Jon Heyman reports that four teams — the Giants, Brewers, Athletics and Mariners — have some degree of interest in the recently-released Wily Mo Pena.
I can see the Athletics and Mariners making more sense. They’re desperate for offense and have a DH slot for him. Or, if either of them think that they have to play both Pena and either Jack Cust or Hideki Matsui at the same time, they can stick him in left or at first base without worrying about messing up their playoff chances.
But NL contenders? Eeek. I mean, I love Wily Mo. You love Wily Mo. We all love Wily Mo, but if you had something to actually lose, like both the Giants and the Brewers do, I don’t think you’d want him patrolling the field in any capacity. Especially considering that the benefit he gives you — power, but with tons of strikeouts and not much else — isn’t so fabulous that it’s worth the risk.
It was first reported that the Blue Jays and Jose Bautista were close to a deal last night. Now Ken Rosenthal reports that the deal is near completion. It will likely a two-year contract in the $35-40 million range.
Bautista had a tough 2016, hitting .234/.366/.452 with 22 home runs and 69 RBI, and some clubs likely considered a long-term deal for the 36-year-old too risky, this leading to the relative lack of reported interest in Bautista by other clubs. But back-to-back ALCS appearances by the Jays and the success and popularity Bautista has experienced in Toronto make his re-signing there a pretty sensible move for all involved.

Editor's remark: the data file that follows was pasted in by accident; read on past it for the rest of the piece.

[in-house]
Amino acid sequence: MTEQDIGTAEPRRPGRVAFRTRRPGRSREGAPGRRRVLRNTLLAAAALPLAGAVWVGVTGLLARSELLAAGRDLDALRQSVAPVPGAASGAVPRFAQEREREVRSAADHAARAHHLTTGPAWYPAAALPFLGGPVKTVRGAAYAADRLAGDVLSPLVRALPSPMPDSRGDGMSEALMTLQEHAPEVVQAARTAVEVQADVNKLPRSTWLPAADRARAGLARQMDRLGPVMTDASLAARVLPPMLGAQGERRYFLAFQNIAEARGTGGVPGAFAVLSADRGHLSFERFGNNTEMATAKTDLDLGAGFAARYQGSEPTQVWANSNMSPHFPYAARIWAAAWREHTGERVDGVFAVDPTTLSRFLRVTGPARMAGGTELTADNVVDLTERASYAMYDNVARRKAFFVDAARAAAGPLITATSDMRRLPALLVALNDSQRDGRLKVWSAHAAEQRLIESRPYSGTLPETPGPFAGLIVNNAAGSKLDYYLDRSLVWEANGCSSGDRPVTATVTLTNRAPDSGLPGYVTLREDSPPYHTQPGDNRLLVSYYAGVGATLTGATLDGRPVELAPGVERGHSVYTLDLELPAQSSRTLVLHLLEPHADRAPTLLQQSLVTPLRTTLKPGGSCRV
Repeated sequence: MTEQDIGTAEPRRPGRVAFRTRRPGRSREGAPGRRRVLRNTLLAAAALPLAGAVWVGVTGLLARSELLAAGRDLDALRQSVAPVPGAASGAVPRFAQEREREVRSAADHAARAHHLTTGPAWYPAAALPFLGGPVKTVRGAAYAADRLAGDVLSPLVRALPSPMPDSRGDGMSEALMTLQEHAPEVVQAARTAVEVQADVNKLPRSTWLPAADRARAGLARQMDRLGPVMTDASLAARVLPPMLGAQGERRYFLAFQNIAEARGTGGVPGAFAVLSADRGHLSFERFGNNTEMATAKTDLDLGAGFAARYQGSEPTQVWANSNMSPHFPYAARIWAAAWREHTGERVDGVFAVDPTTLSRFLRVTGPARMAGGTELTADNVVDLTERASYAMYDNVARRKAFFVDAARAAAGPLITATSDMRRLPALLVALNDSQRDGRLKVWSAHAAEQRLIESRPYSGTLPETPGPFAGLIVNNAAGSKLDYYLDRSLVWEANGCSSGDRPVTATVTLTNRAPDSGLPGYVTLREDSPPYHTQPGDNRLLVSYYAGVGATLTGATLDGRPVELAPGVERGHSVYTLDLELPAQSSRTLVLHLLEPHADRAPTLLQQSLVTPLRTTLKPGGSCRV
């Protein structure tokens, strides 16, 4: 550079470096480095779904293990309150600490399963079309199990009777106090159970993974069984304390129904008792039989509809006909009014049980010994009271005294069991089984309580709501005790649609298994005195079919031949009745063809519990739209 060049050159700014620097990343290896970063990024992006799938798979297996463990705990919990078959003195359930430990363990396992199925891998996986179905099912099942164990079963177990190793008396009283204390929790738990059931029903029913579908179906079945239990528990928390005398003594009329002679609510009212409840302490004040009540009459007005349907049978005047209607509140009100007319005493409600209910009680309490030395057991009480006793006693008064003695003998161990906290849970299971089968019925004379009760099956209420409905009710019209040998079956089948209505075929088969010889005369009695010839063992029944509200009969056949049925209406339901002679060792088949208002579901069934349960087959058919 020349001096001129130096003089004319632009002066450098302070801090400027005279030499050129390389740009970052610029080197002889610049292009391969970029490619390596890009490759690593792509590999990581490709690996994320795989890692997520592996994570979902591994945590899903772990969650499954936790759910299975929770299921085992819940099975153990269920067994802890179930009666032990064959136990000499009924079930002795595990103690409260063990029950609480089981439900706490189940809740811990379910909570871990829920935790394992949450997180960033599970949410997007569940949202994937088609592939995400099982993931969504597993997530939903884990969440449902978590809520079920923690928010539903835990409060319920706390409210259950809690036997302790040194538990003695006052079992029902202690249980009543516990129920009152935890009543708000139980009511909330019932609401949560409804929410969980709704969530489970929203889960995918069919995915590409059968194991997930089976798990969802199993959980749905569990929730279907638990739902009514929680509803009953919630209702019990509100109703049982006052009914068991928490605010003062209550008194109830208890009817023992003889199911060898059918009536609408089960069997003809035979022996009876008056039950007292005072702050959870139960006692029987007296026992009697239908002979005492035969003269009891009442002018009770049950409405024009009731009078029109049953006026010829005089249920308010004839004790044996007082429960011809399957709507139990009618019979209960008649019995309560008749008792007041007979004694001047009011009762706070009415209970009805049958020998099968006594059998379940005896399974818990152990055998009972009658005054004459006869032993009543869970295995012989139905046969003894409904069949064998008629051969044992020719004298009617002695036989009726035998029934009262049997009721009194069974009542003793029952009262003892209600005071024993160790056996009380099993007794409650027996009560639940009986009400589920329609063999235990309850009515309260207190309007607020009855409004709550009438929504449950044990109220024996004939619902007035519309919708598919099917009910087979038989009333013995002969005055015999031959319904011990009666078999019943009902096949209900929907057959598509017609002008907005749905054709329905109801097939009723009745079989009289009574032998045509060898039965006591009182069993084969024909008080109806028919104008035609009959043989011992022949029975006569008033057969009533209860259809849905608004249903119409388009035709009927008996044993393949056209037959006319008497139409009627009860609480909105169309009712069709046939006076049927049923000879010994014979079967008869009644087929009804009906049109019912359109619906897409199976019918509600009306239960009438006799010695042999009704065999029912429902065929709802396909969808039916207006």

The Jays, who already lost Edwin Encarnacion to free agency, get their slugger back on a short term deal. Unlike anyone else, they don’t have to give up the draft pick attached to him via the qualifying offer. Bautista, in turn, will make, on average, more than he would’ve made on the qualifying offer if he would’ve accepted it and a raise over the $14 million he made in 2016.
The Padres have signed Trevor Cahill to a one-year, $1.75 million contract.
As recently as the middle of the 2015 season it looked like Cahill’s career would meet a premature end, but after being released by the Braves and signing with the Cubs in August of that season he has been a remarkably effective reliever. He has posted a 2.61 ERA in 61 games in Chicago and has posted a strikeout rate far above his career norms.
He’s not someone you necessarily want taking the hill when the leverage is high, but in San Diego the leverage won’t be all that high all that often.